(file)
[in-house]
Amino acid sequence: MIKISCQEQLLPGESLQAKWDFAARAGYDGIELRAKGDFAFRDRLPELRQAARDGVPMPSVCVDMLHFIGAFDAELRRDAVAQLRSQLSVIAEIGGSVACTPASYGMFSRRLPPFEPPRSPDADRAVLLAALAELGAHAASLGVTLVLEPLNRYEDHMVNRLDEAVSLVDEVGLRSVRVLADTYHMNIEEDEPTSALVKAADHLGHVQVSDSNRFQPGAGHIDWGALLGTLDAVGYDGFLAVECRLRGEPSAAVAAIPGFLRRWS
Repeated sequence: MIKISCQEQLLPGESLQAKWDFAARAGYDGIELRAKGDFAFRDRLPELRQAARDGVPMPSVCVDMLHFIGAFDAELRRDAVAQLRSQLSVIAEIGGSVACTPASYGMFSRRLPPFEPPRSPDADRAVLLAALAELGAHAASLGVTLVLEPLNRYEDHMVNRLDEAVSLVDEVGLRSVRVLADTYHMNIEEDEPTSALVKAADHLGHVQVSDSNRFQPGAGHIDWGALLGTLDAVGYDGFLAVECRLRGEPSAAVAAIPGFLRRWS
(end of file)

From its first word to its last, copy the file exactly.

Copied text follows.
[in-house]
Amino acid sequence: MIKISCQEQLLPGESLQAKWDFAARAGYDGIELRAKGDFAFRDRLPELRQAARDGVPMPSVCVDMLHFIGAFDAELRRDAVAQLRSQLSVIAEIGGSVACTPASYGMFSRRLPPFEPPRSPDADRAVLLAALAELGAHAASLGVTLVLEPLNRYEDHMVNRLDEAVSLVDEVGLRSVRVLADTYHMNIEEDEPTSALVKAADHLGHVQVSDSNRFQPGAGHIDWGALLGTLDAVGYDGFLAVECRLRGEPSAAVAAIPGFLRRWS
Repeated sequence: MIKISCQEQLLPGESLQAKWDFAARAGYDGIELRAKGDFAFRDRLPELRQAARDGVPMPSVCVDMLHFIGAFDAELRRDAVAQLRSQLSVIAEIGGSVACTPASYGMFSRRLPPFEPPRSPDADRAVLLAALAELGAHAASLGVTLVLEPLNRYEDHMVNRLDEAVSLVDEVGLRSVRVLADTYHMNIEEDEPTSALVKAADHLGHVQVSDSNRFQPGAGHIDWGALLGTLDAVGYDGFLAVECRLRGEPSAAVAAIPGFLRRWS